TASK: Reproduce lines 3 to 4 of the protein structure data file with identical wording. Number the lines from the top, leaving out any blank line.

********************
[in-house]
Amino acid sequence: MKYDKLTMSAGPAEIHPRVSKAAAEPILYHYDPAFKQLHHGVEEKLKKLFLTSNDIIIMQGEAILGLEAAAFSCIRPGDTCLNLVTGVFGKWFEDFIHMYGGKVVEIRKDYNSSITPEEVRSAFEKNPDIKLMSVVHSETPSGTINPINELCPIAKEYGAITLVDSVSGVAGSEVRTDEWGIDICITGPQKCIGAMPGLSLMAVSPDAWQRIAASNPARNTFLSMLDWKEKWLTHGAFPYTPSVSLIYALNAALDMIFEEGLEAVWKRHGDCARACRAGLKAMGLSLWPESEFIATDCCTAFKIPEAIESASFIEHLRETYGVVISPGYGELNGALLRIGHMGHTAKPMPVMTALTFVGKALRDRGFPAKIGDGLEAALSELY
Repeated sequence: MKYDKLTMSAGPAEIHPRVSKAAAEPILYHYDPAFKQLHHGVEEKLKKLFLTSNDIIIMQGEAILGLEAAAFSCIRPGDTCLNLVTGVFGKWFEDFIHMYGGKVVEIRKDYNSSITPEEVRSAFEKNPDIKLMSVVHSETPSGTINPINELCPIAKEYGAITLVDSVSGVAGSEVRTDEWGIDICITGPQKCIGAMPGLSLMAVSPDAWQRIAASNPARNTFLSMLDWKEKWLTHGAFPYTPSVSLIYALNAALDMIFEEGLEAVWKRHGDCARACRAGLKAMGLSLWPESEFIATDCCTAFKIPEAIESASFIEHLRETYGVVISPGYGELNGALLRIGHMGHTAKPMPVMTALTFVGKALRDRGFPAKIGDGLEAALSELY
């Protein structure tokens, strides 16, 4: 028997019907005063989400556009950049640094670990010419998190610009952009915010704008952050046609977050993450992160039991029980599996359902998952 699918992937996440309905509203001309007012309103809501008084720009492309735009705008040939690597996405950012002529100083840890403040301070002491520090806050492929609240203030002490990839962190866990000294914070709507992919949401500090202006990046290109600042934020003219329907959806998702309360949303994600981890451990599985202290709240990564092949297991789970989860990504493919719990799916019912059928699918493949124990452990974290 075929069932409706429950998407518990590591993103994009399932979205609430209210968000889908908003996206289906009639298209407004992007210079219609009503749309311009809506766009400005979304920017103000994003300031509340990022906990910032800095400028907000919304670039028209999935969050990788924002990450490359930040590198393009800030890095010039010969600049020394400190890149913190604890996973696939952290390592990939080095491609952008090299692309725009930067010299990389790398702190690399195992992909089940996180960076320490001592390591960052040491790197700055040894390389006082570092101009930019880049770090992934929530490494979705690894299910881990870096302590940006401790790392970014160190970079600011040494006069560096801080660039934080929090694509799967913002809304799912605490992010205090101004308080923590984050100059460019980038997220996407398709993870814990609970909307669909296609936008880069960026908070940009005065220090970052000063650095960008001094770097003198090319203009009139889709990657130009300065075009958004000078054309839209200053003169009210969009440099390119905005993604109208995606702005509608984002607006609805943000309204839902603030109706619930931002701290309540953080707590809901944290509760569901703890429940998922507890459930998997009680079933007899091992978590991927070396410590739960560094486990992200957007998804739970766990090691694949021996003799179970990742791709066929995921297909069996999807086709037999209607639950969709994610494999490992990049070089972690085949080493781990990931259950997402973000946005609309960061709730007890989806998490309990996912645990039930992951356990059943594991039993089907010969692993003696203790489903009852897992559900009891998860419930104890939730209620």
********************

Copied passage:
Repeated sequence: MKYDKLTMSAGPAEIHPRVSKAAAEPILYHYDPAFKQLHHGVEEKLKKLFLTSNDIIIMQGEAILGLEAAAFSCIRPGDTCLNLVTGVFGKWFEDFIHMYGGKVVEIRKDYNSSITPEEVRSAFEKNPDIKLMSVVHSETPSGTINPINELCPIAKEYGAITLVDSVSGVAGSEVRTDEWGIDICITGPQKCIGAMPGLSLMAVSPDAWQRIAASNPARNTFLSMLDWKEKWLTHGAFPYTPSVSLIYALNAALDMIFEEGLEAVWKRHGDCARACRAGLKAMGLSLWPESEFIATDCCTAFKIPEAIESASFIEHLRETYGVVISPGYGELNGALLRIGHMGHTAKPMPVMTALTFVGKALRDRGFPAKIGDGLEAALSELY
């Protein structure tokens, strides 16, 4: 028997019907005063989400556009950049640094670990010419998190610009952009915010704008952050046609977050993450992160039991029980599996359902998952 699918992937996440309905509203001309007012309103809501008084720009492309735009705008040939690597996405950012002529100083840890403040301070002491520090806050492929609240203030002490990839962190866990000294914070709507992919949401500090202006990046290109600042934020003219329907959806998702309360949303994600981890451990599985202290709240990564092949297991789970989860990504493919719990799916019912059928699918493949124990452990974290 075929069932409706429950998407518990590591993103994009399932979205609430209210968000889908908003996206289906009639298209407004992007210079219609009503749309311009809506766009400005979304920017103000994003300031509340990022906990910032800095400028907000919304670039028209999935969050990788924002990450490359930040590198393009800030890095010039010969600049020394400190890149913190604890996973696939952290390592990939080095491609952008090299692309725009930067010299990389790398702190690399195992992909089940996180960076320490001592390591960052040491790197700055040894390389006082570092101009930019880049770090992934929530490494979705690894299910881990870096302590940006401790790392970014160190970079600011040494006069560096801080660039934080929090694509799967913002809304799912605490992010205090101004308080923590984050100059460019980038997220996407398709993870814990609970909307669909296609936008880069960026908070940009005065220090970052000063650095960008001094770097003198090319203009009139889709990657130009300065075009958004000078054309839209200053003169009210969009440099390119905005993604109208995606702005509608984002607006609805943000309204839902603030109706619930931002701290309540953080707590809901944290509760569901703890429940998922507890459930998997009680079933007899091992978590991927070396410590739960560094486990992200957007998804739970766990090691694949021996003799179970990742791709066929995921297909069996999807086709037999209607639950969709994610494999490992990049070089972690085949080493781990990931259950997402973000946005609309960061709730007890989806998490309990996912645990039930992951356990059943594991039993089907010969692993003696203790489903009852897992559900009891998860419930104890939730209620």